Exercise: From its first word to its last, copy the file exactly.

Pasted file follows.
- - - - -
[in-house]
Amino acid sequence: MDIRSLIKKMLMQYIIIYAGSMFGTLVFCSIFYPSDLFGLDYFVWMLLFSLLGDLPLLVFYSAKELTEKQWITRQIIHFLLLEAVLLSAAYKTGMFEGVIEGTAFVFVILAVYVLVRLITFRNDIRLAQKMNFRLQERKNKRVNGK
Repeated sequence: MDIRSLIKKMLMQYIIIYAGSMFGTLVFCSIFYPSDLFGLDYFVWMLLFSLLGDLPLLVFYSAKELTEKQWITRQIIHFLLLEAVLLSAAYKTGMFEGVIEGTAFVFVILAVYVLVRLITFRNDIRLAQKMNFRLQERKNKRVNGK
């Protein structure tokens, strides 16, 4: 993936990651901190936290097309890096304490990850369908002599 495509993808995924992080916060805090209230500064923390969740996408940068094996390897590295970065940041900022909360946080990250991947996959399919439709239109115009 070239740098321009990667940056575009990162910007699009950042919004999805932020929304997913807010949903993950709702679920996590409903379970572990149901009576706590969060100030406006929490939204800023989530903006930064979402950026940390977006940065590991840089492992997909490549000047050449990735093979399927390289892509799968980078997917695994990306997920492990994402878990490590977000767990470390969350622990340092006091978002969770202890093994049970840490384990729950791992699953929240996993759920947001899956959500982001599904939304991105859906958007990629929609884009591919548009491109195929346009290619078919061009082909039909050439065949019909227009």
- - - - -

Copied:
[in-house]
Amino acid sequence: MDIRSLIKKMLMQYIIIYAGSMFGTLVFCSIFYPSDLFGLDYFVWMLLFSLLGDLPLLVFYSAKELTEKQWITRQIIHFLLLEAVLLSAAYKTGMFEGVIEGTAFVFVILAVYVLVRLITFRNDIRLAQKMNFRLQERKNKRVNGK
Repeated sequence: MDIRSLIKKMLMQYIIIYAGSMFGTLVFCSIFYPSDLFGLDYFVWMLLFSLLGDLPLLVFYSAKELTEKQWITRQIIHFLLLEAVLLSAAYKTGMFEGVIEGTAFVFVILAVYVLVRLITFRNDIRLAQKMNFRLQERKNKRVNGK
């Protein structure tokens, strides 16, 4: 993936990651901190936290097309890096304490990850369908002599 495509993808995924992080916060805090209230500064923390969740996408940068094996390897590295970065940041900022909360946080990250991947996959399919439709239109115009 070239740098321009990667940056575009990162910007699009950042919004999805932020929304997913807010949903993950709702679920996590409903379970572990149901009576706590969060100030406006929490939204800023989530903006930064979402950026940390977006940065590991840089492992997909490549000047050449990735093979399927390289892509799968980078997917695994990306997920492990994402878990490590977000767990470390969350622990340092006091978002969770202890093994049970840490384990729950791992699953929240996993759920947001899956959500982001599904939304991105859906958007990629929609884009591919548009491109195929346009290619078919061009082909039909050439065949019909227009």